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  • Kim

I have friends and family that see my sobriety as a punishment...

Updated: Mar 25, 2022

I think that some people in my world still view my sobriety as a problem that I should be ashamed of. They treat me as if I am damaged. Instead of looking at what I have done as a choice to better myself, they pity me. In their eyes, I let my life get too out of control, so this is what I get. "Sucks for her."

Many people think sobriety is a punishment for not being able to control my drinking. Or for not taking better care of myself. Or for not being more responsible over the years. It can be frustrating when people look at what I am doing and simply see me as having "a problem." They see my drinking as the situation that led to this miserable, suffering end that is sobriety. I don't love that there are people that see 'not drinking' as the end of the road.

Why can't the world see that this choice to stop drinking is actually an incredibly fulfilling one? It is actually the beginning of the road. It has led to so much joy and peace. And it can be a choice for anyone. You don't have to drink. It is actually quite empowering to stop.

Well, I guess I know the answer to why so many see it this way. I looked at it from that lease for a long time. Alcohol itself clouds people's judgement and makes it hard for others to see the larger picture clearly.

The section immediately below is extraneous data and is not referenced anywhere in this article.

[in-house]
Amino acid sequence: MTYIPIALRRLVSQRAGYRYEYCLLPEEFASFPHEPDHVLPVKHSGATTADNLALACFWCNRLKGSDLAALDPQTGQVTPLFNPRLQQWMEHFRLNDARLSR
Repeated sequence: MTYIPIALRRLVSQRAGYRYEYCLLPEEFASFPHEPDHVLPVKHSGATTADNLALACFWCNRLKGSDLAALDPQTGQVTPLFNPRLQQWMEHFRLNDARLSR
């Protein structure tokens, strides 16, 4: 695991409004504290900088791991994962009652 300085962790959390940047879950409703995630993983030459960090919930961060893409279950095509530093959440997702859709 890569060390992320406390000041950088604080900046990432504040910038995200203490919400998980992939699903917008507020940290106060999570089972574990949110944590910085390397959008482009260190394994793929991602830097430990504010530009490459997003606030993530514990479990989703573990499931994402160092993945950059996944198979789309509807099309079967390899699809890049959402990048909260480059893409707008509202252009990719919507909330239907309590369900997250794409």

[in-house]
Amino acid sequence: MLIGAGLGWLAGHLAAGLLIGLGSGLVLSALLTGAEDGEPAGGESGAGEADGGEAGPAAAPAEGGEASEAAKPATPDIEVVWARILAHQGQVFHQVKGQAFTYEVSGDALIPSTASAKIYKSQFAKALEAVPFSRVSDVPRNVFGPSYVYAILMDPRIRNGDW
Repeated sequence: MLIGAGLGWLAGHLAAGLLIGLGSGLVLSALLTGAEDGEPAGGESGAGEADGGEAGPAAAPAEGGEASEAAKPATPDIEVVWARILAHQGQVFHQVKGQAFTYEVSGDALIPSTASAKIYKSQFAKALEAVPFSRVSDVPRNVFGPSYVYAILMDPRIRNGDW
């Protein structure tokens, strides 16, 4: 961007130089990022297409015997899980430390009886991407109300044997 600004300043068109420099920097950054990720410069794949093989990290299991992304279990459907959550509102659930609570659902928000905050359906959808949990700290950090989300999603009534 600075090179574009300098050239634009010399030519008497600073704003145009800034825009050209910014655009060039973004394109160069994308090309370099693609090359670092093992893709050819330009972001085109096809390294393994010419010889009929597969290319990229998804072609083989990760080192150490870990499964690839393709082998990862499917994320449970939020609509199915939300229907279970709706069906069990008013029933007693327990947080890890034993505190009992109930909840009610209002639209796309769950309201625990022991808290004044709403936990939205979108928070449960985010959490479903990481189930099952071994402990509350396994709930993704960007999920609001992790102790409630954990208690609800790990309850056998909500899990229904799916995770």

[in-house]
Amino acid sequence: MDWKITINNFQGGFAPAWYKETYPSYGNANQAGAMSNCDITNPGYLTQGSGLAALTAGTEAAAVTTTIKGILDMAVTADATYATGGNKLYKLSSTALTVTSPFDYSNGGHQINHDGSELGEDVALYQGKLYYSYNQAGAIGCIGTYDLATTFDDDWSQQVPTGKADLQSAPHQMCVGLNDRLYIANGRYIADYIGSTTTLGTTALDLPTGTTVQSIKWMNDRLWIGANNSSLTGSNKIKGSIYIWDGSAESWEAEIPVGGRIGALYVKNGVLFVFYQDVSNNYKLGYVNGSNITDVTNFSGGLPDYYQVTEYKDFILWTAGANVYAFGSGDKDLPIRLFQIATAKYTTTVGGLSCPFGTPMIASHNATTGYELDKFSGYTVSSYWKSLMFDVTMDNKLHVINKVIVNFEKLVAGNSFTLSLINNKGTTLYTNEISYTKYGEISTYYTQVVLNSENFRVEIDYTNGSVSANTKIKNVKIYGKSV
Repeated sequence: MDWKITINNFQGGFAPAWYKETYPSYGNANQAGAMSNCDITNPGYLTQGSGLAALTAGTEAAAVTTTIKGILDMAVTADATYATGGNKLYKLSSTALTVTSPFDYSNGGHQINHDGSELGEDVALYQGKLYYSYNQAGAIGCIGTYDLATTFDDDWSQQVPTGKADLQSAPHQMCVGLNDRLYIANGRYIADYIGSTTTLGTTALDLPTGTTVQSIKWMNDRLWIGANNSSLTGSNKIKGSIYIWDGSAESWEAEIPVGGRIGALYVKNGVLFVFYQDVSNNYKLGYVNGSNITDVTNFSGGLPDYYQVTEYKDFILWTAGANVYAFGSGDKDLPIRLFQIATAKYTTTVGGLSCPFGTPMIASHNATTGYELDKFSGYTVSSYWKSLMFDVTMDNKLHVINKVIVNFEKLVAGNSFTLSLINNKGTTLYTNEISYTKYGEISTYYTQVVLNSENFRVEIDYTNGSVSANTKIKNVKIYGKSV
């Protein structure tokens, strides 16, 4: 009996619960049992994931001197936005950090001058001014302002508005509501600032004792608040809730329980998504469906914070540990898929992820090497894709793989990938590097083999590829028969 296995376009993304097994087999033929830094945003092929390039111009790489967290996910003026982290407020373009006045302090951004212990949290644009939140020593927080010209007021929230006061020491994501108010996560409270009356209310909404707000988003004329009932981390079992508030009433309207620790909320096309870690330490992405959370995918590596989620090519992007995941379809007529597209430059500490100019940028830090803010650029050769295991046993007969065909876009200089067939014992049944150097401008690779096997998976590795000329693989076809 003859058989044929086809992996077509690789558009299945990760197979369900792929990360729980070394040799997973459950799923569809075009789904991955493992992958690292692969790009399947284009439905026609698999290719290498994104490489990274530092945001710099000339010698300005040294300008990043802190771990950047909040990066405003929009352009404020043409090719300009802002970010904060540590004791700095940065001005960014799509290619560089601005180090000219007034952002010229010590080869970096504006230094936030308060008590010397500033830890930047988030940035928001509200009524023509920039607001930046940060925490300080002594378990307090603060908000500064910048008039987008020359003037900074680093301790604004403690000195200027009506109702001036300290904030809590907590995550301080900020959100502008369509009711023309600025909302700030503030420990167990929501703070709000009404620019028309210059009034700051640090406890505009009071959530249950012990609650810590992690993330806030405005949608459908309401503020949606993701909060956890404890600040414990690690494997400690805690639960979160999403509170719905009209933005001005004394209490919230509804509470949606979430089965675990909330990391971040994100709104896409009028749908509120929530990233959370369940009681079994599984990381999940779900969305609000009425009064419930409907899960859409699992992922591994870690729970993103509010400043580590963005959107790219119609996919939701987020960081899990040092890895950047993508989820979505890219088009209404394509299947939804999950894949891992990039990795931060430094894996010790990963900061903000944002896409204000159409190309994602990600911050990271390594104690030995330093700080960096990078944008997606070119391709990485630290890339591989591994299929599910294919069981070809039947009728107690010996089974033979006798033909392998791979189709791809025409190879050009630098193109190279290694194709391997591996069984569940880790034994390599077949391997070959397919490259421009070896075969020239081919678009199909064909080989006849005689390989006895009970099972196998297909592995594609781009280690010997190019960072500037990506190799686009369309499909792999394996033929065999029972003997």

People that I used to hang out with, friends that know me, even family members - so many of them view my sobriety as a punishment. Something that I have to endure. A fate that needs to now be tolerated. They believe not drinking is something that I need to suffer through to the end of eternity - when in reality, drinking was actually the punishment. This is possibly because they themselves don't want to have to question how alcohol plays a role in their own life. It's easier to make me out to be damaged instead.

I just wish that people could see that sobriety is a beautiful choice. It is not something to be ashamed of or to shy away from. Alcohol is the culprit here. There is such a stigma attached to the idea of not drinking, and the person that chooses to finally give up on the cancer inducing drug is often looked down upon.

I do not care how others view me. If they feel pity or show judgement towards me, then that is on them. It likely has more to do with their inability to look in the mirror and recognize their own challenges and struggles. More times than not, if someone feels sadness for me and cannot see that I am actually happy and have in fact conquered a lot - then that is their choice.

My story is one of resilience and strength. I never thought I would be happy the way I am today. I was one of those people that looked at sober people exactly as I am describing. I never thought I would find joy and experience life as I am now. People that feel sorry for me and look at me as if I have "a problem" or that "I am damaged," then I can only hope they find the strength they need one day to face their own inner struggles. People who spend their time judging and discussing the way others live their lives often need to turn the focus in on themselves.

I am living my authentic truth, and I am proud of what I have done. I have come through the fire, and I want to encourage anyone who might be facing the same inner demons to find the strength to step up and do the hard work. If you are feeling swallowed by the darkness or if you are drowning. Reach out. Life is so much better on this side.

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Mar 24, 2022

Healing an addiction and choosing to warrior down a different path, esp one that offers a better quality of life for you, your health and for the people around you is the furthest thing from damaged. Know that.

Mar 24, 2022
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Thank you!!! 💪🏻💕

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